As Netflix, Amazon and Hulu tussle from streaming audiences, the ability to be the exclusive home of certain content is becoming almost as important as offering original series. Want to watch season three of "Downton Abbey"? You have to head to Amazon Prime Instant Video. Care to browse the Criterion Collection? Go to Hulu Plus. And starting in 2016, you'll need a Netflix subscription to stream new releases from The Weinstein Company and Dimension Films when they first finish up their theatrical runs.
Netflix and the Weinstein Company today announced a new multi-year licensing deal to make Netflix the exclusive pay TV home to first-run TWC films starting in 2016. Starting that year, theatrical releases from TWC and Dimension will spend their pay TV window at Netflix and Netflix only.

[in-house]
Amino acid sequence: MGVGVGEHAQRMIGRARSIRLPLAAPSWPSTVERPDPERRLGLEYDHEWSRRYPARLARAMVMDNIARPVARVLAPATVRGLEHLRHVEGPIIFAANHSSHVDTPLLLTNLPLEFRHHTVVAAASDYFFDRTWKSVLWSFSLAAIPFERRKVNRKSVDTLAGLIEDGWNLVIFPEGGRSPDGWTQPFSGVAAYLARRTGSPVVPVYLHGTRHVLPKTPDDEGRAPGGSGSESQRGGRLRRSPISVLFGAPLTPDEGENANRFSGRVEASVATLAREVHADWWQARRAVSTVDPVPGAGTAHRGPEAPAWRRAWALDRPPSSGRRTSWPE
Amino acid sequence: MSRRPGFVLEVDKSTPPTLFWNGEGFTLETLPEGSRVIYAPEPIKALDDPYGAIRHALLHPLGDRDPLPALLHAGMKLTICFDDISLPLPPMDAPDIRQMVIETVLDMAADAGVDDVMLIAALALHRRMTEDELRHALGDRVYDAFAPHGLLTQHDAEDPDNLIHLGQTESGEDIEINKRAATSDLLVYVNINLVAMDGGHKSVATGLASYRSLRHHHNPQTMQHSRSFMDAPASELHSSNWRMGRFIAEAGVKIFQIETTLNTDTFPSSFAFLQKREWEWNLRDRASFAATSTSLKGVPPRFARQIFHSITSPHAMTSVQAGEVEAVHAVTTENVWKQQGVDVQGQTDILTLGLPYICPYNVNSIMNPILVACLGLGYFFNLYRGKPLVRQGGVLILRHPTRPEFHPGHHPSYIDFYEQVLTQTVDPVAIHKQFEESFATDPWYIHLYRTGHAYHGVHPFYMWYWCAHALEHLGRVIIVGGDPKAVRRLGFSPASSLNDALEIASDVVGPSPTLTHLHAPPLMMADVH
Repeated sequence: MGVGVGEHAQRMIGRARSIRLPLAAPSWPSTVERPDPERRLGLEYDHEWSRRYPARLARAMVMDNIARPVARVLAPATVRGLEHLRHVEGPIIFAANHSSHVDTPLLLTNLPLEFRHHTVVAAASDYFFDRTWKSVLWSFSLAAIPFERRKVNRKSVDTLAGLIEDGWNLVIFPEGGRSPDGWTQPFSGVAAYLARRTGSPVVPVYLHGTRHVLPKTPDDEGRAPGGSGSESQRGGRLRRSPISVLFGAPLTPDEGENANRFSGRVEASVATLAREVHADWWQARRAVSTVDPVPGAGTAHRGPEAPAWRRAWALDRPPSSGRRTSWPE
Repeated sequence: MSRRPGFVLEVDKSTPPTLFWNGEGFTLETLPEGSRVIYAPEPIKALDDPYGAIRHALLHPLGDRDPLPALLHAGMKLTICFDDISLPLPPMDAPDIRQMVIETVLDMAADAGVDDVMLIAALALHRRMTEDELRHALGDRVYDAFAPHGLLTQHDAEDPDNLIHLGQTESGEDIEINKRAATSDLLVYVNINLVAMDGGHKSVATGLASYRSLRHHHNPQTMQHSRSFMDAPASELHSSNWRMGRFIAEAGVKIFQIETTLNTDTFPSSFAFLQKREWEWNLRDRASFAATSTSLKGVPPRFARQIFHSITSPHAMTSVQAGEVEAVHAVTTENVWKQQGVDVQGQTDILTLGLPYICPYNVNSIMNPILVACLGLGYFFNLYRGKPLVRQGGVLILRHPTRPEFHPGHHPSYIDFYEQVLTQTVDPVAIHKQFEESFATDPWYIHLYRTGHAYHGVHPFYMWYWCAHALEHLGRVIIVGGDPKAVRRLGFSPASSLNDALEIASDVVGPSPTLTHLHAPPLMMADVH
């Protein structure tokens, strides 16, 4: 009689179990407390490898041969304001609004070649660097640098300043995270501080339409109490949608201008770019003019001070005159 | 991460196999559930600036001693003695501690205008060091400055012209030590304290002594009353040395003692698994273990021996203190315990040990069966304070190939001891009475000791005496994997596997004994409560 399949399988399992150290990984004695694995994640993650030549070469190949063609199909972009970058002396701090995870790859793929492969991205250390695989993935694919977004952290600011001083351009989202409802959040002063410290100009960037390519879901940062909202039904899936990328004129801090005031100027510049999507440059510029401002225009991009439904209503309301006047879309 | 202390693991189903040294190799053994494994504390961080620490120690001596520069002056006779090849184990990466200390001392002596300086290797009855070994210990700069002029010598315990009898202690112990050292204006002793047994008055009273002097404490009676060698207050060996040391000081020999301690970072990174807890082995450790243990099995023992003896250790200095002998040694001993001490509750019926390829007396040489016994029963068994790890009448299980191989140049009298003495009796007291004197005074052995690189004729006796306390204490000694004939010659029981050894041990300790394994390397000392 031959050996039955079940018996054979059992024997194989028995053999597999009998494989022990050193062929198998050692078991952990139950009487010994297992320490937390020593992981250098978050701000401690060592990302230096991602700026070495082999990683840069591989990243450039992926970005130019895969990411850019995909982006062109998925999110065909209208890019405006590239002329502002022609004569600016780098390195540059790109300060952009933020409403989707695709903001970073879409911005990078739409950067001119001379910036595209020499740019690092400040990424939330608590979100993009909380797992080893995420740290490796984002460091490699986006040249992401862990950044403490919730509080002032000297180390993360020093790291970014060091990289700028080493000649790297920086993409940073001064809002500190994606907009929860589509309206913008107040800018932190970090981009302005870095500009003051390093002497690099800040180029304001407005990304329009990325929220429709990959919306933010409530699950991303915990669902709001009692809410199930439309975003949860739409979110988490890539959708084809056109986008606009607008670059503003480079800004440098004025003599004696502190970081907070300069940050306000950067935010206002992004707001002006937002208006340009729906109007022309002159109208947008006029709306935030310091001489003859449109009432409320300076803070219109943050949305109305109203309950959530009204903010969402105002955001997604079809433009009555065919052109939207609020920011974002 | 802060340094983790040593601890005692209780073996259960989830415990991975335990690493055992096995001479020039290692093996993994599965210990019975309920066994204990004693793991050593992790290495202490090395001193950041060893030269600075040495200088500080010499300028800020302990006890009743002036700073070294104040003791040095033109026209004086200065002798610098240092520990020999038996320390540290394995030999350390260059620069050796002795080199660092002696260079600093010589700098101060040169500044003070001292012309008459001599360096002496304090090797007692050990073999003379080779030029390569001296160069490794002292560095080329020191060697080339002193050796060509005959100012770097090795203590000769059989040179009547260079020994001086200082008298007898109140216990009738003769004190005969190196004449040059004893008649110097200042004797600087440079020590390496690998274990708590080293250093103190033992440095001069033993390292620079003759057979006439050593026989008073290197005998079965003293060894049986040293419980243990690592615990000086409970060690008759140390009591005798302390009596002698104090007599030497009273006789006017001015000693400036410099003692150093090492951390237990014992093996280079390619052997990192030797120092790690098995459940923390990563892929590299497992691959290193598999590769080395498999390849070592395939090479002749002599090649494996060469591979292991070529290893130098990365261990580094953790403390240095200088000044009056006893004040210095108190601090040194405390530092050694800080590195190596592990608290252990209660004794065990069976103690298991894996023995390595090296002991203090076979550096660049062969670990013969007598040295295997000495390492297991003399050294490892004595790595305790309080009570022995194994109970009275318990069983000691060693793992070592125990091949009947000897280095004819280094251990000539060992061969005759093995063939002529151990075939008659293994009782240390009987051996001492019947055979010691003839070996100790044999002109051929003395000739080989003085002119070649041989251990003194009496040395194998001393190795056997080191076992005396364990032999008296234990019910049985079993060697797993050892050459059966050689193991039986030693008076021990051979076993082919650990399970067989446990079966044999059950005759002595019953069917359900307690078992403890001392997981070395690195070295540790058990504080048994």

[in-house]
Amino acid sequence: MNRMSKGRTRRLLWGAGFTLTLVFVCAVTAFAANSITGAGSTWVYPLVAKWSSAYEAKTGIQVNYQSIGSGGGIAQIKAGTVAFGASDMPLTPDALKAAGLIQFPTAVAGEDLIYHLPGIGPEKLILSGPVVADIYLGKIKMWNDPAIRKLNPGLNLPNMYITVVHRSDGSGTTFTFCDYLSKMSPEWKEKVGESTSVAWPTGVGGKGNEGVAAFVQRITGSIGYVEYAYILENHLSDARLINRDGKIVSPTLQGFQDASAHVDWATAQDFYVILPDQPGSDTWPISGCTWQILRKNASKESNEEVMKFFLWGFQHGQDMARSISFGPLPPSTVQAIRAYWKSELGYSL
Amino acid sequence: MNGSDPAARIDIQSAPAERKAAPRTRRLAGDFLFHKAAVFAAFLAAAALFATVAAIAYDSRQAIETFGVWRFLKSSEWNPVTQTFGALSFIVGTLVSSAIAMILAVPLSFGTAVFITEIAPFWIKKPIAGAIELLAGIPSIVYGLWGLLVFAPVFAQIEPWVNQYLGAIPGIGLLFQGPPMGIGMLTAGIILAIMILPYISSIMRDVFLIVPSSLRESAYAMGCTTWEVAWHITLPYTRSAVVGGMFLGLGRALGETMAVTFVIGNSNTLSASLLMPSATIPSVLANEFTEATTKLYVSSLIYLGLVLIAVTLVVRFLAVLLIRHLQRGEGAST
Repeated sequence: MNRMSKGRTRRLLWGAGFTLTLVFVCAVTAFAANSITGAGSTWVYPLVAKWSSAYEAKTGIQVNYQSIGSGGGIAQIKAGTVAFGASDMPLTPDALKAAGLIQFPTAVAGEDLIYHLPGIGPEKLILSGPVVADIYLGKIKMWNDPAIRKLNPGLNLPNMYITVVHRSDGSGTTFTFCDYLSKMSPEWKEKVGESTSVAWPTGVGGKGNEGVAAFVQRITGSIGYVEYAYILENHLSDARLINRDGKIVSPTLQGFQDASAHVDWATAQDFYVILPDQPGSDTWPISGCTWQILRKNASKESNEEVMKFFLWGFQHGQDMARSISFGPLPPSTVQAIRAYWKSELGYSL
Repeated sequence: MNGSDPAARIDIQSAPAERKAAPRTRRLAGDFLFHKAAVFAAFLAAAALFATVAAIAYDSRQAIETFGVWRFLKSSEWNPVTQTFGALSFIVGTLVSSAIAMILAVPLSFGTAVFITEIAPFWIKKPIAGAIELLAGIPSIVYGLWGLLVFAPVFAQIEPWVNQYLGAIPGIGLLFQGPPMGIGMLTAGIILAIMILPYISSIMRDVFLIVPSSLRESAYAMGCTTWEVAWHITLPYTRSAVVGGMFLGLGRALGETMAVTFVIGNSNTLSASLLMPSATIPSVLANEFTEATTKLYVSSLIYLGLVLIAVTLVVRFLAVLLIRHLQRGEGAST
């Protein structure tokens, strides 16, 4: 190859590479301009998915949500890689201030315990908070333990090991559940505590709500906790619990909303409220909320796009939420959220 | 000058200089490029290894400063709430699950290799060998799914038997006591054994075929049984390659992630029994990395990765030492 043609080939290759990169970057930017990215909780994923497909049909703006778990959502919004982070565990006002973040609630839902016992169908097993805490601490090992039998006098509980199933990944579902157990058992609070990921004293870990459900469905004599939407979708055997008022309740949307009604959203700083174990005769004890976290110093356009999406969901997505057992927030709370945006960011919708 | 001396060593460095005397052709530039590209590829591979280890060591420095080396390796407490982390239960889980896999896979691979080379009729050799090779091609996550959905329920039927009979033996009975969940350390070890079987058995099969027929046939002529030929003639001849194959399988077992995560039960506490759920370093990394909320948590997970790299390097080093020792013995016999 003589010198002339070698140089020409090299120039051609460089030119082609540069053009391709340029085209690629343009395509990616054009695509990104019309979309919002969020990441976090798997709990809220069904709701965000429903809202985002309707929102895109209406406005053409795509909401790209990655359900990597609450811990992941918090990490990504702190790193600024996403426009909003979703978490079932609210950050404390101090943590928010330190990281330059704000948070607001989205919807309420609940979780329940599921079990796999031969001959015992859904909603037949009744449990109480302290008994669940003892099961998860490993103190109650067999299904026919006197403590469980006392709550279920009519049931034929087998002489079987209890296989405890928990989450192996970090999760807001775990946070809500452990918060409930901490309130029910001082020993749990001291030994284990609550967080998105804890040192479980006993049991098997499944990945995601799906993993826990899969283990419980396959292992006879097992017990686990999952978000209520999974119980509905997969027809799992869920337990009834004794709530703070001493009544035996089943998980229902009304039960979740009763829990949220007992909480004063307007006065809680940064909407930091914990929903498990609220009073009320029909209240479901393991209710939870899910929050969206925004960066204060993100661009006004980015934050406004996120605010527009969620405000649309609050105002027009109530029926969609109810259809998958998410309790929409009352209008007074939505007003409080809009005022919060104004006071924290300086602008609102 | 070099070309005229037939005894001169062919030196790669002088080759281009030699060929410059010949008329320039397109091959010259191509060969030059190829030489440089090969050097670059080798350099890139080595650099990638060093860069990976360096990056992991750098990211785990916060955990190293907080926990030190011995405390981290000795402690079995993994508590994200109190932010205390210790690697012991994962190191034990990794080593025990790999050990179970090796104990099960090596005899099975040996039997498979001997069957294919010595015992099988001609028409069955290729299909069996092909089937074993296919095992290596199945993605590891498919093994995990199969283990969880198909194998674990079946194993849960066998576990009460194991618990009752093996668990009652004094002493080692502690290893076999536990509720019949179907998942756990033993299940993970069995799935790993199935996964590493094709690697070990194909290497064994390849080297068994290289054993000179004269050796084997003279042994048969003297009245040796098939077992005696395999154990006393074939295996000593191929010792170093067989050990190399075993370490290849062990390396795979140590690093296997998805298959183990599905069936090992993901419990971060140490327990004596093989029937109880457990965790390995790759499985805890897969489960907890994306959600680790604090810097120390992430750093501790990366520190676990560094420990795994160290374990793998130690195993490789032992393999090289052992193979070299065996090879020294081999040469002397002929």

Netflix already offers TWC documentaries and foreign films, as well as many Radius titles, in their pay TV window. "Harvey and Bob Weinstein are in a class to themselves when it comes to choosing and producing the best films in the world," said Netflix's Ted Sarandos in the announcement. "They are as innovative in business as they are creative in their storytelling. We look forward to reinventing the pay TV window with the Weinsteins."
“The deal that we’ve just completed with Netflix is probably the biggest deal in the history of The Weinstein Company and together, we are discussing ways to reinvent the pay TV experience so that the audience can get even more for their money,” added Harvey Weinstein. “Their enthusiasm for movies of all kinds was the big factor in our choosing Netflix. Moving forward when people see The Weinstein Company name on a movie they know that our pay TV partner is the most significant new force in the entertainment industry - Netflix."